Thanks for the advice
Anthony

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1969 R60/2, 1977 R100/7, 1988 K100RS, 2017 R Nine T

Anthony fish
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I do not have spark with the

I do not have spark with the plugs out and where would I see a spark with the coil wire off? And the wire your talking about is the wire that comes from the key switch. I just replaced the coil with the Emerald Island coil which has a separate ground wire.

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Anthony

1969 R60/2, 1977 R100/7, 1988 K100RS, 2017 R Nine T

Twocams
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Do you have any spark at the

Do you have any spark at the points. Without the Benchmark thing. Everything hooked up, key on. Kick the to start. Do you have spark at the points? If not you will never have spark at the plugs. Just because the points are opening and closing dont mean they are sparking.

twocams

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johnpst
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6V SYSTEMS ARE DIFFERENT

Aloha,

Sounds like you are doing the right work so, let's continue it.

First, the damaged conductors is a known, if you have crushed and possibly severed some of the conductors in the strand, it should be replaced. 6V systems require twice the current to do the same job as a 12V system. That's why larger conductors are used on the 6V systems. Ohms LAW is not a suggestion.

Visual inspection; verify by looking and wiggling all conductors are terminated correctly and routed as to not short or ground somewhere. Make darn sure all of the terminations are on tinned wire and termination screws are not sitting on insulation.

Verify the safety probes just below the spark plug terminations on the coil are at 11mm and not attracting spark that should be going to the spark plugs.

Verify the terminations on the coil are tight, tinned wire, and not on insulation.

Verify the high tension leads are; 1. correct for your vintage, 2. fully terminated at both ends, 3. the plug caps are not cracked or otherwise leaking to ground, and 4. the conductor insulation through the engine compartment and at the exit from the crank case are well insulated and not leaking. They are cheap and there is at least half of this conductor you cannot see.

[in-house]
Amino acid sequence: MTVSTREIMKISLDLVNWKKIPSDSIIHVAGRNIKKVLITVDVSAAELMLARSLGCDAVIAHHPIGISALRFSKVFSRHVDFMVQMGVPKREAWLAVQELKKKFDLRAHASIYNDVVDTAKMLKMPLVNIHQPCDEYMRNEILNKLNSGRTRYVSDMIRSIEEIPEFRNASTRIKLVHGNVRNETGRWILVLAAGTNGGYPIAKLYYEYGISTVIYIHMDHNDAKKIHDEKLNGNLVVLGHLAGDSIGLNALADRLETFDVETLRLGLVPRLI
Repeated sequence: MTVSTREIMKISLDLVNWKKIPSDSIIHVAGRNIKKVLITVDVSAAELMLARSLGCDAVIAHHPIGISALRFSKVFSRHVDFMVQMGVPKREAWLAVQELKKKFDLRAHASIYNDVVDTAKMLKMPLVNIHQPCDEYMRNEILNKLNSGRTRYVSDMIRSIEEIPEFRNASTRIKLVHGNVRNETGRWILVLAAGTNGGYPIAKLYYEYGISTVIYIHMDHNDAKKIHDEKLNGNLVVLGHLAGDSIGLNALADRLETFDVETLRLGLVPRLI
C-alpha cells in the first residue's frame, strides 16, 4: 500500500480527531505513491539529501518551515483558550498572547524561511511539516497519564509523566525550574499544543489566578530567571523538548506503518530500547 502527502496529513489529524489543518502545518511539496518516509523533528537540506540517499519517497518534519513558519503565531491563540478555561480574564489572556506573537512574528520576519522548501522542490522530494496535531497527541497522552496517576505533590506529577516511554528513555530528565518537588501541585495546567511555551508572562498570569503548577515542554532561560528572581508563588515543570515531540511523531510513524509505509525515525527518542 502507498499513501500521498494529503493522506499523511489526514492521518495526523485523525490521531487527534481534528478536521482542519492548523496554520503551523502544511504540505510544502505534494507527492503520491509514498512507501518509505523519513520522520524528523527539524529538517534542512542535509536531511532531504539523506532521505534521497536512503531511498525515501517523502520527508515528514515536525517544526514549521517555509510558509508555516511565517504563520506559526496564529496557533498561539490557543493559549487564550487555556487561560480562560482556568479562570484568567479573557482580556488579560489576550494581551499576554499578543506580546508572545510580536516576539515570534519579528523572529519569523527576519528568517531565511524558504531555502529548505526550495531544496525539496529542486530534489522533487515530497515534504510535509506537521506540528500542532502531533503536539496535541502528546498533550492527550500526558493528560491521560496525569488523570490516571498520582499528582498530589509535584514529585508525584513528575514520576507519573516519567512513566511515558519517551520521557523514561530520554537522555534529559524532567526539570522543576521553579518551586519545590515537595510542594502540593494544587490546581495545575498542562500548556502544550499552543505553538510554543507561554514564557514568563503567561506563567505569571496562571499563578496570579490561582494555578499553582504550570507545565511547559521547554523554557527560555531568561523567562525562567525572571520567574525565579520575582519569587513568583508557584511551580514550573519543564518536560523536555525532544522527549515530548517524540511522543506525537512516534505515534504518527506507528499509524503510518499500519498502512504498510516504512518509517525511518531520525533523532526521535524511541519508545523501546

Now for testing. First thing to do is to pull the plugs, lay them on the cylinder head insuring they are grounded, and kick the bike. Preferably in a dimly lit room. You should have a nice bright blue spark with some orange in it. Walk your troubleshooting systematically backward from there and don't get distracted by all the "it might be" statements. It shouldn't take much more that an hour and a half to troubleshoot from the plugs to the ignition switch.

Verify static timing. Points are opening and not damaged and your condenser is properly terminated. Make sure the condenser is not shorted to ground.

You state you've changed the coil so, we'll assume for now it's fine.

Verify there is plenty of magnetism in the magneto rotor.

Follow the ignition wiring to the headlamp and verify it's properly wired, terminated, and conducting properly.

Test the switch in the headlamp. Verify the contacts are clean and fully conducting.

Keep at it. What ever it is will be simple once you find it.

John

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wa1nca
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John wroteFollow the

John wrote
Follow the ignition wiring to the headlamp and verify it's properly wired, terminated, and conducting properly.

Test the switch in the headlamp. Verify the contacts are clean and fully conducting.

Just remove the brn/blk wire from the side of the coil
This will verify that that wire is not shorting out up to the headlight and that the switch is not shorting out
If you then get a spark and get the bike running you will have to connect that wire, stall the bike, or turn off the gas to kill the engine

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Anthony fish
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I have checked all the wiring

I have checked all the wiring and the system and I believe that I must either have a defective new coil or the rotating magnet is weak.
Will keep you posted